Photo by Rebecca Baxter
While there were still plenty of movies of the Sarasota Film Festival to see Sunday, April 10, the fest’s official closing night events took place Saturday, with both an announcement of awards and a screening of the movie The Congressman at the Sarasota Opera House.
First, a look at that movie, written and co-directed by former Congressman Robert Mrazek. Mrazek was a student of film long before he entered the political arena, and it’s obvious that The Congressman is, as they say, a labor of love for him.
The film centers on disillusioned Maine legislator Charlie Winship (Treat Williams), who’s served 18 years in the House and is pretty tired of all the nonsense that comes with it—from his colleagues, his constituents and the press. His job has taken a toll on his marriage as well, and when Charlie is caught on camera first not standing up for the Pledge of Allegiance and then, seemingly, delivering a Nazi salute, his career seems headed for the toilet.
But in the thick of it all Charlie heads for a remote island off the coast of Maine to see if he can help self-reliant lobstermen fighting to preserve their way of life against a big rival. Once there, he begins to detox from the pressures of Washington and may even find a new lease on life, thanks in part to an islander (Elizabeth Marvel), with whom he forms a mutual attraction.
The Congressman starts promisingly, and along the way delivers a few amusing scenes and certainly some beautiful scenery of the island of Monhegan. But while Mrazek was, admittedly, inspired in part by the classic films of director Frank Capra, The Congressman never reaches the heart in the way those Capra movies (Mr. Smith Goes to Washington, Meet John Doe, etc.) did. It feels pretty formulaic and predictable, especially in the handling of the romantic angle between Williams (who delivers a nicely modulated performance) and Marvel, and in the behind-the-scenes maneuvering of an evil former Congressman (George Hamilton, acting mostly with his teeth here).
Now, to the winners of the festival:
Narrative Feature Jury Prize: Men & Chicken, directed by Anders Thomas Jensen
Documentary Jury Prize: Cameraperson, directed by Kristen Johnson
Special Jury Prize: Neither Heaven Nor Earth, directed by Clement Cogitore
Breakout Performance Award: Shani Klein in Mountain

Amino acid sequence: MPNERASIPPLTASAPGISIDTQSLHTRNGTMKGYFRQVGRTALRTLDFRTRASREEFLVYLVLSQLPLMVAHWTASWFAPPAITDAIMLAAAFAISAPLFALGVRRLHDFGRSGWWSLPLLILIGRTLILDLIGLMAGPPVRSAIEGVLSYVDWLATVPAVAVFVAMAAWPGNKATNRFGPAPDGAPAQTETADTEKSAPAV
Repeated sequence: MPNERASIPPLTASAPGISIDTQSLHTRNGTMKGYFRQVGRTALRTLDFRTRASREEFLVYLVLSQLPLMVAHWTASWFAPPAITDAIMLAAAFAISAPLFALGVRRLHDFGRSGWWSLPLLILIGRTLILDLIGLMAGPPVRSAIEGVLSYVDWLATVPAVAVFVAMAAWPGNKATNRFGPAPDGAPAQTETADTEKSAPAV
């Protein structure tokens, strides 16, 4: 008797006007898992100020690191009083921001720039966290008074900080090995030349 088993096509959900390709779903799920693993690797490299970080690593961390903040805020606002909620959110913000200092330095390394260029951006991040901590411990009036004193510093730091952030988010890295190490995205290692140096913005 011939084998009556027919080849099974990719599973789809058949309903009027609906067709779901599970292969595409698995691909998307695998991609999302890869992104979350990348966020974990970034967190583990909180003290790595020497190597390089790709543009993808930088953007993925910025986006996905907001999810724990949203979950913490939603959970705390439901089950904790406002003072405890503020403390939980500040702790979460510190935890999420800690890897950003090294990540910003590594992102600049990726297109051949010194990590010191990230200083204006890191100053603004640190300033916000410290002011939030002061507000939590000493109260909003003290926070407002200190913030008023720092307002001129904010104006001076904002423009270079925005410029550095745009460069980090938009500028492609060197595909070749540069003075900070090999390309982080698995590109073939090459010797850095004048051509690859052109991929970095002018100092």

Special Jury Prize, documentary: Weiner, directed by Josh Kriegman and Elyse Steinberg
Independent Visions Award: Ma, directed by Celia Rowlson-Hall
Outstanding Performance Awards: Frank Mosley in Some Beasts and Dylan Gelula in First Girl I Loved
Clarity of Vision Award: to Claire Carre and Charles Spano for Embers
Animated Short Jury Winner: The Itching, directed by Dianne Bellino
Best Narrative Short: Killer, directed by Matt Kazman
Best Documentary Short: My Aleppo, directed by Melissa Langer
Special Mentions: In Deep Waters, directed by Sara Van Den Boom, and Pink Boy, directed by Eric Rocky
Best Narrative Feature: Midnight Special, directed by Jeff Nichols
Finalists: First Girl I Loved, directed by Kerem Sanga, and The Seeker, directed by Jeff Johnson
Best Documentary: Miss Sharon Jones!, directed by Barbara Kopple
Finalists: Unlocking the Cage, directed by D.A. Pennebaker and Chris Hegedus, and The Witness, directed by James Solomon
Best in World Cinema: Sonita, directed by Rokhsareh Ghaem Maghami
Finalists: Mountain, directed by Yaelle Kayam, and Between Sea and Land, directed by Carlos del Castillo
Best Short Film: The Gnomist, directed by Sharon Liese
Finalists: On Beauty, directed by Joanna Rudnick, and The Art of Richard Thompson, directed by Bob Burnett
SFF also presented a Best Florida Film Audience Award for the first time, to Monty Comes Back, directed by Thomas John Nudi (finalists Colby, directed by Jake Fuller and Alex Markman, and The Guys Next Door, directed by Amy Gellar.
This year’s Juice award, aimed at fostering a community of women directors, went to Embers.